During a virtual public forum last week with the Statesman, Republican Rep. Stephanie Mickelsen said that basing the allocation on attendance was a concern for some legislators and smaller districts, but that it was “the only way they could get the bill across the finish line.” This could leave smaller, rural districts that have long struggled to pass bonds without enough money to build new schools.

Assistant Majority Leader Jason Monks, R-Meridian, said it was the fairest way to distribute the funding.

“We’re always worried about making sure that it’s fairly distributed to everybody. And I can’t think of a better way to do it than just by how many students you have,” Monks said. “If you have more students, you get more money.”

The program would be funded with $125 million in state sales tax revenue each year over 10 years, which would be used to issue a bond for $1 billion. Each school district would have the option to get the funding via a lump sum now or get a portion of it annually.

West Ada, the largest district in the state, could get over $100 million, while the Salmon School District in Central Idaho could get about $2.4 million. Salmon has tried around a dozen times to pass a bond over the past few decades but has never reached the two-thirds threshold. (Those sums don’t include money districts would get from the other portion of the bill to pay off existing bonds and levies.)

The money is intended to be used for facilities “directly related to the school district’s core educational mission” and can’t be spent on athletic facilities that are not primarily used for gym class, lunch or other educational purposes, according to the bill.

The bill also includes elements designed to appeal to more lawmakers in Idaho’s Legislature, which is dominated by conservatives.

The second part of the proposal would redirect about $50 million from the state lottery and an estimated $25 million more per year into a reserve created last year that was intended to lower property taxes by helping districts pay off their bonds and levies. Districts with money remaining from this allocation could put that money toward construction, renovation and maintenance or save it for future needs.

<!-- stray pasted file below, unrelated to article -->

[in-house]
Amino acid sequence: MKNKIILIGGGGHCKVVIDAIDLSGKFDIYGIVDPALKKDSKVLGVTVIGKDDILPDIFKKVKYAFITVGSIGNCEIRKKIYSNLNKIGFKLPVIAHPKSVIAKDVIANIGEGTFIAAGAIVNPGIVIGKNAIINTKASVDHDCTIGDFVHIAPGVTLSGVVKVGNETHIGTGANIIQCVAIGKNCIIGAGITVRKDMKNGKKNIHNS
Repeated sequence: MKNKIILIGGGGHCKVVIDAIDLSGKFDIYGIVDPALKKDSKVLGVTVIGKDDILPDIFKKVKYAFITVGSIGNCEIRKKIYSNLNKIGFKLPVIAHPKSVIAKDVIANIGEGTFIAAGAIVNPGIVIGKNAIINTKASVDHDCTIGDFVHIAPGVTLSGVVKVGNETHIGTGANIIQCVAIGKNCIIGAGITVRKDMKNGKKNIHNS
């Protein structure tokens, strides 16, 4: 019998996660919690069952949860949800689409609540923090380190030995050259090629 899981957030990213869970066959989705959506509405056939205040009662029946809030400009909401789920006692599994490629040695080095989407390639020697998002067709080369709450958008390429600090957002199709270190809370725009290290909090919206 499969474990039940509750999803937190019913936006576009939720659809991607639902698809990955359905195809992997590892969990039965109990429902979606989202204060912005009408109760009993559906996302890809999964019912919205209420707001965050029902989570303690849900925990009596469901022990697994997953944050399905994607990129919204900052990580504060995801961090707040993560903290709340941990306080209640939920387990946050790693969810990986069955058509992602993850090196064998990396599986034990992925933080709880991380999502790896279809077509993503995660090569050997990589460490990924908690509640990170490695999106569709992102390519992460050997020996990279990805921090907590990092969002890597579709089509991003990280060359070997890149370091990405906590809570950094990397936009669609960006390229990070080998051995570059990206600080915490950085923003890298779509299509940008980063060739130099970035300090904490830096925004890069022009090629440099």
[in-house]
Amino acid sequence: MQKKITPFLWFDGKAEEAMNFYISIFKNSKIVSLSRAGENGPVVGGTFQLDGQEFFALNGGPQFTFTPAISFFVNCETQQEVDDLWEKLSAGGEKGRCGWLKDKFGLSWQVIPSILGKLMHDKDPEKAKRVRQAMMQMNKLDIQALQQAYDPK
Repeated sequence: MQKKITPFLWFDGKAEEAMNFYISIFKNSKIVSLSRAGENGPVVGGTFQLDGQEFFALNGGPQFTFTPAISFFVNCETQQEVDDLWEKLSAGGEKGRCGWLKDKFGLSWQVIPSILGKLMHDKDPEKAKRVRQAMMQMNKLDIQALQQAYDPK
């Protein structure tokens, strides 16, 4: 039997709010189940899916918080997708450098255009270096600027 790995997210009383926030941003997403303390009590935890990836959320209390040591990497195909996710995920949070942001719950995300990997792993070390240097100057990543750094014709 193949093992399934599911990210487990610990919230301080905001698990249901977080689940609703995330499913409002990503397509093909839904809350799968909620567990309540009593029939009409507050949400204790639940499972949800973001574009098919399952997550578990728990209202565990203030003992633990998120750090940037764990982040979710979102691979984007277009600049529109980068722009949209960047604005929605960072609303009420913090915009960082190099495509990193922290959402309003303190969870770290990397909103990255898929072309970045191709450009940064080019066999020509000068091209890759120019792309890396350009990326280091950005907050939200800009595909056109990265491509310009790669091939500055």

The state would phase out a different program that provides some state support for districts that have passed bonds.

The bill would also lower the individual and corporate income tax rate from 5.8% to 5.695%, which the sponsors said would give residents more money so they could better support local bonds and levies. And it would eliminate the August election — one of the three dates on which school districts can run proposals for bonds and levies. Republican leaders say that given the new money, there will be less of a need for districts to ask their communities for funding.

“I made it no secret. I would love for school districts never to have to bond because we provided the resources that they need,” Monks told the Statesman and ProPublica. “That’s the objective from me.”

This bill doesn’t accomplish that, he said, but it gets closer.

To be eligible for the modernization fund, school districts also must submit a 10-year facilities plan to the state Department of Education that includes their anticipated construction, renovation and maintenance needs.

A spokesperson from the Idaho Education Association said this bill addresses a problem that has long been ignored and has the potential to create better learning environments for students. “Idaho is finally looking for a solution to this challenging problem, thanks to Gov. Little’s leadership,” the spokesperson, Mike Journee, said in a message to the Statesman.

The bill will now need a public hearing before it heads to the House floor.